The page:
Diana said...

Alan, the scene of the reporter dodging bullets is now on YouTube: http://www.youtube.com/watch?v=bdaQHTWT_ZI

Alan Sepinwall said...

Thanks, Diana, but I'm still looking for the original "Serpentine, Shel!" scene from The In-Laws.

Tim Masterson said...

The best part of the serpentine run is the look on Colbert's face from behind the scope.

dez said...

I read Casey Kasem's rebuttal, which led me to this: http://commentaryongenerationkill.blogspot.com/

Evan Wright has an extended comment on that blog post.

Anonymous said...

I did not think the scene with Sixta was a throwaway at all. If anything I learned to respect him a bit. Him harping on the grooming standard was a way for the men to band together with a common hate. Every platoon needs someone to be a cick and he knew he had to fill that role.

Jeff said...

I'm a big fan of the Band of Brothers, so I looked forward to Generation Kill when it was broadcast. It's a very different series, and I've found GK difficult to watch at times... mostly because the content is so dense; I end up watching each episode 2-3 times just to understand everything that is going on. I liked a lot of the things that have already been mentioned (the Serpentine run, the quiet Ray Person sans Ripped Fuel, etc.).

Anonymous said...

Andrew I agree wholeheartedly with your assessment of Kasem. I couldn't help but laugh when (after complaining that he was characterized inaccurately), he began posting youtube video's in an effort to discredit Fick.

On a serious note, the blog where he calls Person a sh*tbird, and Fick & Wynn cowards was highly unprofessional.

Anonymous said...

Alan,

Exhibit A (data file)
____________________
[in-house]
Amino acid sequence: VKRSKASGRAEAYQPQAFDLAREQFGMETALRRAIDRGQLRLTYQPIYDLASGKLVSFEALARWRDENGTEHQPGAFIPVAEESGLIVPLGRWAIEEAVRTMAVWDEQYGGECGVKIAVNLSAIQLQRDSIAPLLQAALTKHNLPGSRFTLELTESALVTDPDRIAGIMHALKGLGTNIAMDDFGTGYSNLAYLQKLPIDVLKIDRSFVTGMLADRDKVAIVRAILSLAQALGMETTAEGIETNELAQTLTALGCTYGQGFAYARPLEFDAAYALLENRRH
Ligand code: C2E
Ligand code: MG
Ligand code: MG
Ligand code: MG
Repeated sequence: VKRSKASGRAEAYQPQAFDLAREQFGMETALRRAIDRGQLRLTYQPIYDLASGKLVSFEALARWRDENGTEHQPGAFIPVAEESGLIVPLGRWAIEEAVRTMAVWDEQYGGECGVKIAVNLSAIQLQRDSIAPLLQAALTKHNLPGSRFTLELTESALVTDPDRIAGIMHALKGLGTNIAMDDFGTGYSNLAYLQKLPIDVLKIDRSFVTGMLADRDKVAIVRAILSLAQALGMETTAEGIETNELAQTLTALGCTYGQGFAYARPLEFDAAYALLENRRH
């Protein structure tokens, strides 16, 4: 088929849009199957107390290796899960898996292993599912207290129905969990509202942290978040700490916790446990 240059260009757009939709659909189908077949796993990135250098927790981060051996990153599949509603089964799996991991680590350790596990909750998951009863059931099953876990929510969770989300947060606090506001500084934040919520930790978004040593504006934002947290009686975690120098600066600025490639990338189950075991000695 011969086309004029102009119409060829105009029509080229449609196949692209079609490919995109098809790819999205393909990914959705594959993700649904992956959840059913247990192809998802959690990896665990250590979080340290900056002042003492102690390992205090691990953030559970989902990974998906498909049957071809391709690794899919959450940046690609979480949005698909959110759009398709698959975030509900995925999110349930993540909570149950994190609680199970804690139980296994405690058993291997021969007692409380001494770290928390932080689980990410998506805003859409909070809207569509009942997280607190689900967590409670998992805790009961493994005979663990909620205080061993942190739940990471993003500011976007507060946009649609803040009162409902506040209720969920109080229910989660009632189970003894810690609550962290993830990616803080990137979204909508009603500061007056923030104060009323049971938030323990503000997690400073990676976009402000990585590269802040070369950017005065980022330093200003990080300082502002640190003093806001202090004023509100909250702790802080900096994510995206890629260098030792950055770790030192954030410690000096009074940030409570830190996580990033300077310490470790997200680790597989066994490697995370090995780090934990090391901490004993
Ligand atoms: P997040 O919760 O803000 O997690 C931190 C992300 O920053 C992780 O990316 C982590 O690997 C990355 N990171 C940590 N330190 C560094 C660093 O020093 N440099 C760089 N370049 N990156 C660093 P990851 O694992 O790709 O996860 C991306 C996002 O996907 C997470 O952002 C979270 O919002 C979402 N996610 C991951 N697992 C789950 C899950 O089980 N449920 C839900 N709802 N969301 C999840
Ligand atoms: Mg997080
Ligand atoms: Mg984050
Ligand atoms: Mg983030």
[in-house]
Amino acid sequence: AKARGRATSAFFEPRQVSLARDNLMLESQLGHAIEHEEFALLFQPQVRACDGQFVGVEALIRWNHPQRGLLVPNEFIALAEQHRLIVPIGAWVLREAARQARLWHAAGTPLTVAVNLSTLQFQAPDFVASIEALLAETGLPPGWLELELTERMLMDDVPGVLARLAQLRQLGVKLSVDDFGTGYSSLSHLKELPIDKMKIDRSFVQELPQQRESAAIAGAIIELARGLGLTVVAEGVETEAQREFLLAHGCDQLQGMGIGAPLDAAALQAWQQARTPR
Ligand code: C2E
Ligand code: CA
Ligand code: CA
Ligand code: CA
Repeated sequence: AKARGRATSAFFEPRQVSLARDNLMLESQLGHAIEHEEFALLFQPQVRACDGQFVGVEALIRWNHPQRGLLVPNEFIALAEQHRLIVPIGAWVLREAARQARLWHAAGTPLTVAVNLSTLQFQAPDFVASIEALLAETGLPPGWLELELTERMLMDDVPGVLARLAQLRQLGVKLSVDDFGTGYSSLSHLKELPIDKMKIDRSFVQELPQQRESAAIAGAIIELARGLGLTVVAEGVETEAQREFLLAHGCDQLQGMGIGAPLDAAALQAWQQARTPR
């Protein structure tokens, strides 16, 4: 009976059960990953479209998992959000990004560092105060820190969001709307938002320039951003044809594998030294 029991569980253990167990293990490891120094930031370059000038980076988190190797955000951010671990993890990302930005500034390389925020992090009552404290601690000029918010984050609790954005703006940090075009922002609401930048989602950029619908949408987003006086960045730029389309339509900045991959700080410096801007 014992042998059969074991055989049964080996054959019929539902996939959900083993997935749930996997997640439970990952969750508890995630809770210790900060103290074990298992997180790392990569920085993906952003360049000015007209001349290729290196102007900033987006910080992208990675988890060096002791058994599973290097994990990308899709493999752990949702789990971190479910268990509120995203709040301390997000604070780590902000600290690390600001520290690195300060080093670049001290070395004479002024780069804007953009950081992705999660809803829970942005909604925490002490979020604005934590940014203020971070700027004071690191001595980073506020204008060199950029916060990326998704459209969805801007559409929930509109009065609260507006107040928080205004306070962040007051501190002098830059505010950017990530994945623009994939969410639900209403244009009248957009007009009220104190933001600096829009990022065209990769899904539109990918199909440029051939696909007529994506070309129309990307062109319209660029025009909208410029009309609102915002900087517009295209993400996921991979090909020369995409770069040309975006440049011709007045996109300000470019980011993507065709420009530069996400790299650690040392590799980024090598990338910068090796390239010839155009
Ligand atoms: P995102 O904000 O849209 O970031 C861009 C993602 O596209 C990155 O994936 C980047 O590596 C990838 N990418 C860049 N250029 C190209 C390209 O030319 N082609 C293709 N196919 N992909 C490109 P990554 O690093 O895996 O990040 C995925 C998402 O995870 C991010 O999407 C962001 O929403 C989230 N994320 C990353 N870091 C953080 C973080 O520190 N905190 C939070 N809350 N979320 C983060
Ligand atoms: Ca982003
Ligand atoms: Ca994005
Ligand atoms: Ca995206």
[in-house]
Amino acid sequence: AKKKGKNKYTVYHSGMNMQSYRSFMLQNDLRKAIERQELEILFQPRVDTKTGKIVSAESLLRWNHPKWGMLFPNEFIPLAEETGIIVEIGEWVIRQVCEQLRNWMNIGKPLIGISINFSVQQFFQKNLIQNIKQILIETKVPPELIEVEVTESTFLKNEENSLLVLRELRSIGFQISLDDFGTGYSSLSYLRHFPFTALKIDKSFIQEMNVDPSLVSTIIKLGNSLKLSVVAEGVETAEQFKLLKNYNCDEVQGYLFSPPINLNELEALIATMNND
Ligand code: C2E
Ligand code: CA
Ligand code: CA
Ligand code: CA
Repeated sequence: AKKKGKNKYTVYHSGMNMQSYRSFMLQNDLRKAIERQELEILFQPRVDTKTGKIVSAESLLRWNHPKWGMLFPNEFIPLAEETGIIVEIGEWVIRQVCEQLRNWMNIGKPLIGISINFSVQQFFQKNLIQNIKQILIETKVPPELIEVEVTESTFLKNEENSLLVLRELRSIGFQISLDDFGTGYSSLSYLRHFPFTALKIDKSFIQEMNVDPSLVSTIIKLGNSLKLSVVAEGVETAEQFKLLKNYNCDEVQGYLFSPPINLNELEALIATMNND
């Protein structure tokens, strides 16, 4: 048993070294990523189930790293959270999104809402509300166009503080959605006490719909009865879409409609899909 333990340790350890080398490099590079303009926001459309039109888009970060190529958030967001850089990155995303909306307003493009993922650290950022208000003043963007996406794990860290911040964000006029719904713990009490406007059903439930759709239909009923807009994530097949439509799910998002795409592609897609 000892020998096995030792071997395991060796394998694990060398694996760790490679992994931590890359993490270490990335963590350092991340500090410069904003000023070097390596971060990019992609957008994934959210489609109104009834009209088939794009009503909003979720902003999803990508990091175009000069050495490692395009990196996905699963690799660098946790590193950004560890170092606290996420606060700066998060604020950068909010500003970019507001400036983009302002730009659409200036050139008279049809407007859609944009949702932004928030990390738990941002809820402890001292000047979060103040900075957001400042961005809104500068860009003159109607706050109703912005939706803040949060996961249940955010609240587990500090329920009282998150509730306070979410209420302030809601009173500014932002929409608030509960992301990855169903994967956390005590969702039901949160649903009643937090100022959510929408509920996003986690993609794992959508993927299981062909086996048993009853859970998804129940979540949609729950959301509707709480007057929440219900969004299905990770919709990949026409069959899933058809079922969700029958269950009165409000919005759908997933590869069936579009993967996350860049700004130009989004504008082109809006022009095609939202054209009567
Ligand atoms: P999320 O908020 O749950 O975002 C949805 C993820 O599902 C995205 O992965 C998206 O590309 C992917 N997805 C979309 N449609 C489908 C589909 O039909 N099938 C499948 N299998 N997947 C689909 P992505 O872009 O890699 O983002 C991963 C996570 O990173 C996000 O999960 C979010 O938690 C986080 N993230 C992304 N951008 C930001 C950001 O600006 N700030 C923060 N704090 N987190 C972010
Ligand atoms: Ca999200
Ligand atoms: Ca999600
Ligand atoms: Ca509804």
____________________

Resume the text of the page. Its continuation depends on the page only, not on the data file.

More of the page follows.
After the sepertine shell, seprtine comment, Colbert says something like " a full and happy life betrying us and others with your venal lies". Any idea where that came from?

llsie said...

Nathaniel Fick just spoke at Invesco Field! Did anyone else see that????????????????????????????????????????????

Jan √ėyvind said...

Hey, I've never seen "In-Laws". But the same thing is discussed in the 1975 tv-movie called "The Deadly Tower" with John Forsythe and Kurt Russell.

In that movie Richard Yniguez who plays a police officer runs in a serpentine fashion to evade Charles Whitman's sniper shots from the clock tower.

I don't know what law enforcement teaches about how to go about this. In the army we did a straight line just like our guys here.

COINside said...

Gunny Griego formally charged Fick & Wynn with cowardice. It was command's call after that. With 14 years in Recon to that point, he was certainly qualified to ID Person as the fowl credited. No marine has publicly discredited him (Griego) only the guys that read the book or watched the series.

Anonymous said...

COINside - That's funny because when confronted with calling them cowards Griego changed his story and stated that he told Fick he did a good job. So which is it? Also I don't remember ever hearing about a SNCO charging a Commissioned Officer with anything from my days in the Corps.

Jim Teacher said...

Just wanted to say amazing miniseries, although I didn't get into it the first go-round. Thank goodness for On Demand.

Anonymous said...

Just finished watching the series on HBO go app. Wow. Incredible. Found a blog with a jargon glossary that was helpful. The most meaningful scene in the whole series for me was in part 6 or 7 where Doc was treating the little boy. The fear in that child's face, which had to have been real, when the mob of men approached, made me weep.